PPBF: When Stravinsky Met Nijinsky

Happy Friday, everyone! It’s time for a Perfect Picture Book review and activity. And if you’d like some more wonderful picture book reviews, please hop over to Susanna Hill’s blog.

It was hard to decide which picture book to review for today. Since I’m following Kristen Fulton’s 52 Weeks of Charting Non-Fiction Picture Books, I’ve got a ton of amazing non-fiction to chose from. And because I’m also participating in Carrie Charley Brown’s ReFoReMo , I’ve got a huge pile of picture books that I’m reading as mentor texts.

Decisions, decisions…

Hmmm…maybe I can combine both challenges and use a book that is one of Kristen’s 52 which I will also be using as a mentor text for a picture book I am writing.


stravinsky meet nijinsky

Title: When Stravinsky Met Nijinsky

Written and illustrated by Lauren Stringer

Publisher: Houghton Mifflin Harcourt (2013)

Ages: 4-8

Themes: Music, Dance, Friendship, Creativity


Opening Lines:

When Stravinsky composed music all by himself, his piano trilled an orchestra with violins and flutes, trumpets and tubas, and keetledrums that lightly pom-di-di-pommed with the ringling nad tingling of cymbals and bells. But he dreamed of making something different and news.


From Amazon:

The Russian artists Igor Stravinsky and Vaslav Nijinsky were popular in their time: Stravinsky for music, Nijinsky for dance. When their radically new ballet, The Rite of Spring, was first performed in Paris on May 29, 1913, the reaction was so polarized, there were fistfights and riots! Brilliant or disastrous, the performance marked the birth of modern music and dance. Stringer’s rhythmic text and gloriously inventive, color-rich paintings capture the wild and imaginative collaboration of composer and choreographer. The fascinating author note includes photos of the dynamic duo and The Rite of Spring dancers.”


Why I like this book:

  • Introduces young children to two of the most famous people in the fields of music and dance
  • Amazing illustrations and lyrical text filled alliterative, musical language, and onomatopoeia
  • A wonderful story of friendship and collaboration


How a parent can use this book:

  • Wonderful read aloud…the text is filled with fabulous words that young children will love – how about pom-di-di-pommed?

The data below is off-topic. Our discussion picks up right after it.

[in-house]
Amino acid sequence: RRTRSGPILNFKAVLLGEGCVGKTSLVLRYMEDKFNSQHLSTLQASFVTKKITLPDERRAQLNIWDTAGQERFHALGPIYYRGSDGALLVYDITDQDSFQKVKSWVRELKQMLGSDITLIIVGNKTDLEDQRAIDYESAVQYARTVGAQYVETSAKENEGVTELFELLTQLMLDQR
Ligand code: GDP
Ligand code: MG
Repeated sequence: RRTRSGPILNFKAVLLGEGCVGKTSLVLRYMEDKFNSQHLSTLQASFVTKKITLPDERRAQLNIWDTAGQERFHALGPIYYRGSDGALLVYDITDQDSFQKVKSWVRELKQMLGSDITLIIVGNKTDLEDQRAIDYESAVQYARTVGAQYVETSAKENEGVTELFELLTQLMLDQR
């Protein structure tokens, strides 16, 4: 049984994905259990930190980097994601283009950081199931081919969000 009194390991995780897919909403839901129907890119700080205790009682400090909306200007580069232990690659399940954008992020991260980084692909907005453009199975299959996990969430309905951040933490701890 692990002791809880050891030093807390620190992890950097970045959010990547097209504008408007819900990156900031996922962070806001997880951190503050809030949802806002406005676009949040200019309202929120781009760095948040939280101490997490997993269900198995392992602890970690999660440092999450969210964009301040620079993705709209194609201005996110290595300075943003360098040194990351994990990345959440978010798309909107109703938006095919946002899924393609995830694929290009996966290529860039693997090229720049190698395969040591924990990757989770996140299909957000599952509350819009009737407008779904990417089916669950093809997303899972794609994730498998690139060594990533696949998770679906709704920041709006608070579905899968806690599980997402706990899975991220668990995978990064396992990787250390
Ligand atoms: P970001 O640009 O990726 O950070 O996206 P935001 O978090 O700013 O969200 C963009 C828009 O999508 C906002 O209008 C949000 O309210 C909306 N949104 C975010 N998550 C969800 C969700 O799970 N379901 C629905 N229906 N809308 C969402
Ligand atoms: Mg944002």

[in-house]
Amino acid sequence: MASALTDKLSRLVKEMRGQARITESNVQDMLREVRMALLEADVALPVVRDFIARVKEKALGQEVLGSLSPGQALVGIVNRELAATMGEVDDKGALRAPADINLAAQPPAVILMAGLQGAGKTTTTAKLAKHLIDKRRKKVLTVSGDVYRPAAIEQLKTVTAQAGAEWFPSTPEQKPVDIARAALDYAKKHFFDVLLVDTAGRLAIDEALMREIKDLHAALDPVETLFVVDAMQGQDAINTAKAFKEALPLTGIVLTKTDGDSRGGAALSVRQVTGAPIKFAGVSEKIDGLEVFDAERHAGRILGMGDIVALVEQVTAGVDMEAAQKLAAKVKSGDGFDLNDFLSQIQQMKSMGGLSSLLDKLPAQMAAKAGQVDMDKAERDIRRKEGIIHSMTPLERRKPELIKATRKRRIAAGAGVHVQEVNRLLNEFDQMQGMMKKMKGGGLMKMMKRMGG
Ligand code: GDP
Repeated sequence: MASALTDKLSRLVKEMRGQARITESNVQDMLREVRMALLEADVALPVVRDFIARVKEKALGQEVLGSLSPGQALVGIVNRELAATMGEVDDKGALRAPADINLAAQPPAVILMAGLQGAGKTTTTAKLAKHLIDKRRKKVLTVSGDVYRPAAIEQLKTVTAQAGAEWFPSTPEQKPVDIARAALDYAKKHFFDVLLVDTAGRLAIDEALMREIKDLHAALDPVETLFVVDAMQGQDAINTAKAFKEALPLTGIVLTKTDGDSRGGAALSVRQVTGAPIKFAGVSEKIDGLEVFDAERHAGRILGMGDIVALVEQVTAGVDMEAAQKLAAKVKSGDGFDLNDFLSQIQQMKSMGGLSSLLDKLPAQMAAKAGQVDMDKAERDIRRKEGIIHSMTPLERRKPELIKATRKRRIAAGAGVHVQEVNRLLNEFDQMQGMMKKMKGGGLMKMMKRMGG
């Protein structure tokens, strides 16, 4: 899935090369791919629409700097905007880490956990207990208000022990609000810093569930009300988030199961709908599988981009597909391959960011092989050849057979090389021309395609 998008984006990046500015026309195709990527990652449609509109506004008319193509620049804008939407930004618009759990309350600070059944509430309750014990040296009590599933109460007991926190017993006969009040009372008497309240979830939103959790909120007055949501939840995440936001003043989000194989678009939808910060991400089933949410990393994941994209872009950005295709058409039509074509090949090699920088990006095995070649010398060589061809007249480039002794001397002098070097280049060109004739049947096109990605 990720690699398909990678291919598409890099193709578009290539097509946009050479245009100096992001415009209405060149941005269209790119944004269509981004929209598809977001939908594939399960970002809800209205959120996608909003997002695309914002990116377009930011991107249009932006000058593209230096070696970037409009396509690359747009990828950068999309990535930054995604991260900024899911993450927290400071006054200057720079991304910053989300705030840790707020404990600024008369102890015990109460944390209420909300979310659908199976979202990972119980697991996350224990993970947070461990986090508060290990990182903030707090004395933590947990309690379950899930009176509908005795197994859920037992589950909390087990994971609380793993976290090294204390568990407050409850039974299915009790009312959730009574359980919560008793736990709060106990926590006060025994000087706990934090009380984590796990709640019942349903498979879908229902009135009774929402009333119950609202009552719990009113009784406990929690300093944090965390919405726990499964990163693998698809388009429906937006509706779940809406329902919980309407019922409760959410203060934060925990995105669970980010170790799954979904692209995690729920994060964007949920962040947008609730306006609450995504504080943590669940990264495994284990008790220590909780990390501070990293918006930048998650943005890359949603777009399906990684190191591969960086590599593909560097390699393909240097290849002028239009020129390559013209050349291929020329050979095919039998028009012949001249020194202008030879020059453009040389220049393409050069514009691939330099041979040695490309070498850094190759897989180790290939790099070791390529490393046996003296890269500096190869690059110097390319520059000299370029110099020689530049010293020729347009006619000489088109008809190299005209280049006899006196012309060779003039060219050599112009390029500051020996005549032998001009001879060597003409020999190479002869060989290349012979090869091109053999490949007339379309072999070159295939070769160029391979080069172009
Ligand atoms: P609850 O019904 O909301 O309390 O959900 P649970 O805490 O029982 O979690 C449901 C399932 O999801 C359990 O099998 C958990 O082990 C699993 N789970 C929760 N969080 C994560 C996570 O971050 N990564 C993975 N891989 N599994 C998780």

• Listen to The Rite of Spring and other classical music – move and dance with your child
  • The author has wonderful information and resources at the end of the book



Related Activity:


Children love music and they love to make their own music.


Photo courtesy http://www.education.com

You will need: Several glasses or glass bottles, food coloring, water, wooden spoon, metal spoon.

  1. Fill each glass with a different amount of water.
  2. For added fun, put a drop of food coloring into each glass (why not make a rainbow xylophon…great for very young children learning their colors – make each glass a different color)
  3. Arrange the glasses in order of water level.
  4. Tap each glass gently – each glass will sound a different note. Try it first with the wooden spoon and then with the metal spoon.
  5. Maybe you and your child can play a simple tune like Mary Had a Little Lamb.

For detailed instructions and more activities, please visit: http://www.education.com/activity/article/musical-great-glass-xylophone/

Have a wonderful weekend!

Please don’t forget to come back tomorrow

Meet my Will Write for Cookies guest:

LAURA GEHL, Author of One Big Pair of Underpants

About viviankirkfield

Writer for children - Reader forever Mom of 3, educator, author of FOUR OTTERS TOBOGGAN: AN ANIMAL COUNTING BOOK (Pomegranate Press, 2019), PIPPA'S PASSOVER PLATE (Holiday House, 2019), FROM HERE TO THERE: INVENTIONS THAT CHANGED THE WAY WE MOVE (Houghton Mifflin Harcourt, 2019), SWEET DREAMS, SARAH (Creston Books, 2019), picture book junkie, lover of travel, hiking, fly-fishing, cooking, and playing Monopoly with my 9-year old grandson.

Posted on March 20, 2015, in Perfect Picture Book Friday and tagged , , , , , . Bookmark the permalink. 14 Comments.

  1. Who hasn’t made a glass trill with a spoon at dinner as a kid? And what a wonderful experiment to do it with all the glasses at different fill levels? Great activity, Vivian! and wonderful book. I”m looking this one up. 🙂


  2. Books like this one are so important with public schools cutting funding for music programs. Thanks for sharing!


  3. This is my kind of story! Lovely pairing of Stravinsky and Nijinsky in a moment in history. I love the Rite of Spring – even figure skated to it in a college ice show. Lovely review with great activities.


  4. I’m currently using this one as a mentor text for a pb I’m working on about two artists who collaborate. It’s great!


  5. Looks terrific, Vivian. You might also like the old film (a beaut!) The Red Shoes, or maybe have being from the NY area?


  6. Oops – maybe you’ve seen it, is what I meant to say!


  7. Great activity, Vivian. Wow, I’d love to create something so audacious it polarized readers!


  8. We see the grandchildren soon, Vivian, and making your glass xylophone is on my list of fun activities!


  9. This book is already on my “gotta read” list…. Rites of Spring – what a perfect topic for today. Here, the rites of spring involve a snow shovel and much huffing and puffing.


  10. I have been trying to find this book…now I really need to get a hold of it. Thank you for sharing!


  11. This sounds really cool! 😀


  12. What a great title! I just want to sing it!!


  13. I think the title is great too and love the glass xylophone.


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